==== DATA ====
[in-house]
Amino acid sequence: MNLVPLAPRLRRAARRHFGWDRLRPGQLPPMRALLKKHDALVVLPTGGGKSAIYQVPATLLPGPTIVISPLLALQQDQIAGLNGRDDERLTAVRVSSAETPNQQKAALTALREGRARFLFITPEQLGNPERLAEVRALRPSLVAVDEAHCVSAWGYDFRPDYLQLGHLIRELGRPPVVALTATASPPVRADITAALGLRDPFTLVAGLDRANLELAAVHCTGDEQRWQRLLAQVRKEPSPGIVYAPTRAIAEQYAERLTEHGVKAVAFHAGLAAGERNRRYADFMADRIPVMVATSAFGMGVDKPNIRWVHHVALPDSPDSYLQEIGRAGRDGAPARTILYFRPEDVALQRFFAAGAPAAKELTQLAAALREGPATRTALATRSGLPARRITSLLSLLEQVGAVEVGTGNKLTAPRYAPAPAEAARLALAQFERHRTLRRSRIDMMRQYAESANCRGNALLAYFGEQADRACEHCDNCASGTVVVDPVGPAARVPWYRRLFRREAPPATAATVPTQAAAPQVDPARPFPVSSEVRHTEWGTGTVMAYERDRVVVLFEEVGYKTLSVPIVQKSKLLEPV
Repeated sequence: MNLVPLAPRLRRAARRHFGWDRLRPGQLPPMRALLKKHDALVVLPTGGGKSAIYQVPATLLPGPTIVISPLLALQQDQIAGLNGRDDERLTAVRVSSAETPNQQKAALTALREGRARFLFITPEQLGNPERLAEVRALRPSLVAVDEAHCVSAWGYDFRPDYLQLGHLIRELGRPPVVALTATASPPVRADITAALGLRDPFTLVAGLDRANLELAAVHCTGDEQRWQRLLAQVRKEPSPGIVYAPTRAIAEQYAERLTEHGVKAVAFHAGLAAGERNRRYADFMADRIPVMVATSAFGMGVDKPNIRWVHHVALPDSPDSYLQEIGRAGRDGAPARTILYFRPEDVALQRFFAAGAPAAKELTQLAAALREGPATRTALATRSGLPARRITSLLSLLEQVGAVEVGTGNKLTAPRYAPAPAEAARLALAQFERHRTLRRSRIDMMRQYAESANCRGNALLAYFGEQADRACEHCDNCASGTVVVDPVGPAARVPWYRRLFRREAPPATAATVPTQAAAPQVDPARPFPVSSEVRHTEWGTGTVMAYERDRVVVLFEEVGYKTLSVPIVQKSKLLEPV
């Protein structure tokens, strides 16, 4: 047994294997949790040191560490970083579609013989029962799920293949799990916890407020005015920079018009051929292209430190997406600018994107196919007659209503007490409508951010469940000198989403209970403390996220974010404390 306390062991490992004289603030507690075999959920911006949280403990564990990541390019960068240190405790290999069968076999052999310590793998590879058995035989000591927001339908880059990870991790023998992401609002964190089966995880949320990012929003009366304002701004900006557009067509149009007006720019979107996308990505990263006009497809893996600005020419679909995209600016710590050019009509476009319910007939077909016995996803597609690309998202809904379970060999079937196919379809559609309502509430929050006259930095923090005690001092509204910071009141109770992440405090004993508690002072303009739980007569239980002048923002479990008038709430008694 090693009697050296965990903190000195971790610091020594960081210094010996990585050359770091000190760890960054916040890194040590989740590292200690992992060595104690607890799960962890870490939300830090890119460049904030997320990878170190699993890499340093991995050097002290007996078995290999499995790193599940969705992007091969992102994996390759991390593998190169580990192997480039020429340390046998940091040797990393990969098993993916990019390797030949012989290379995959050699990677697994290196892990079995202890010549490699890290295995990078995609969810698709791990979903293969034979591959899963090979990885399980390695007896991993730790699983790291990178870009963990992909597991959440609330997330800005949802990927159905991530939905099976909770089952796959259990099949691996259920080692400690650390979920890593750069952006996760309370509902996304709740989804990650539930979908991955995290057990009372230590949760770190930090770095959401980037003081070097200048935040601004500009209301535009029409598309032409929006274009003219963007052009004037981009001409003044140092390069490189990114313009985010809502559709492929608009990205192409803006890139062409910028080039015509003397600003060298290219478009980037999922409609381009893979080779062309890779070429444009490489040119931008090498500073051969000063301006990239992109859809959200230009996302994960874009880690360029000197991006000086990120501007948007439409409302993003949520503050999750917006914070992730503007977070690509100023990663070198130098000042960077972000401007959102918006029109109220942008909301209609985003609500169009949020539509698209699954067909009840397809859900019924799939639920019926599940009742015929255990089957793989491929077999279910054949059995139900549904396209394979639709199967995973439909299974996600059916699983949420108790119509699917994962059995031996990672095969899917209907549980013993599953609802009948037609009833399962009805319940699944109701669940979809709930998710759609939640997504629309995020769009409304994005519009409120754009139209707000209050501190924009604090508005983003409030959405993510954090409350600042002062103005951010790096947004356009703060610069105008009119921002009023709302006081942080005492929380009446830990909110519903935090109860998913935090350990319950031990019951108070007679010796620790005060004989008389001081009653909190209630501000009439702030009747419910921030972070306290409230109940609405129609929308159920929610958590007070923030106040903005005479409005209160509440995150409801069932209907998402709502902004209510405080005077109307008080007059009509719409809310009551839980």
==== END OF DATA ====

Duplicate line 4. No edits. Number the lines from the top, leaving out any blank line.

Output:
């Protein structure tokens, strides 16, 4: 047994294997949790040191560490970083579609013989029962799920293949799990916890407020005015920079018009051929292209430190997406600018994107196919007659209503007490409508951010469940000198989403209970403390996220974010404390 306390062991490992004289603030507690075999959920911006949280403990564990990541390019960068240190405790290999069968076999052999310590793998590879058995035989000591927001339908880059990870991790023998992401609002964190089966995880949320990012929003009366304002701004900006557009067509149009007006720019979107996308990505990263006009497809893996600005020419679909995209600016710590050019009509476009319910007939077909016995996803597609690309998202809904379970060999079937196919379809559609309502509430929050006259930095923090005690001092509204910071009141109770992440405090004993508690002072303009739980007569239980002048923002479990008038709430008694 090693009697050296965990903190000195971790610091020594960081210094010996990585050359770091000190760890960054916040890194040590989740590292200690992992060595104690607890799960962890870490939300830090890119460049904030997320990878170190699993890499340093991995050097002290007996078995290999499995790193599940969705992007091969992102994996390759991390593998190169580990192997480039020429340390046998940091040797990393990969098993993916990019390797030949012989290379995959050699990677697994290196892990079995202890010549490699890290295995990078995609969810698709791990979903293969034979591959899963090979990885399980390695007896991993730790699983790291990178870009963990992909597991959440609330997330800005949802990927159905991530939905099976909770089952796959259990099949691996259920080692400690650390979920890593750069952006996760309370509902996304709740989804990650539930979908991955995290057990009372230590949760770190930090770095959401980037003081070097200048935040601004500009209301535009029409598309032409929006274009003219963007052009004037981009001409003044140092390069490189990114313009985010809502559709492929608009990205192409803006890139062409910028080039015509003397600003060298290219478009980037999922409609381009893979080779062309890779070429444009490489040119931008090498500073051969000063301006990239992109859809959200230009996302994960874009880690360029000197991006000086990120501007948007439409409302993003949520503050999750917006914070992730503007977070690509100023990663070198130098000042960077972000401007959102918006029109109220942008909301209609985003609500169009949020539509698209699954067909009840397809859900019924799939639920019926599940009742015929255990089957793989491929077999279910054949059995139900549904396209394979639709199967995973439909299974996600059916699983949420108790119509699917994962059995031996990672095969899917209907549980013993599953609802009948037609009833399962009805319940699944109701669940979809709930998710759609939640997504629309995020769009409304994005519009409120754009139209707000209050501190924009604090508005983003409030959405993510954090409350600042002062103005951010790096947004356009703060610069105008009119921002009023709302006081942080005492929380009446830990909110519903935090109860998913935090350990319950031990019951108070007679010796620790005060004989008389001081009653909190209630501000009439702030009747419910921030972070306290409230109940609405129609929308159920929610958590007070923030106040903005005479409005209160509440995150409801069932209907998402709502902004209510405080005077109307008080007059009509719409809310009551839980």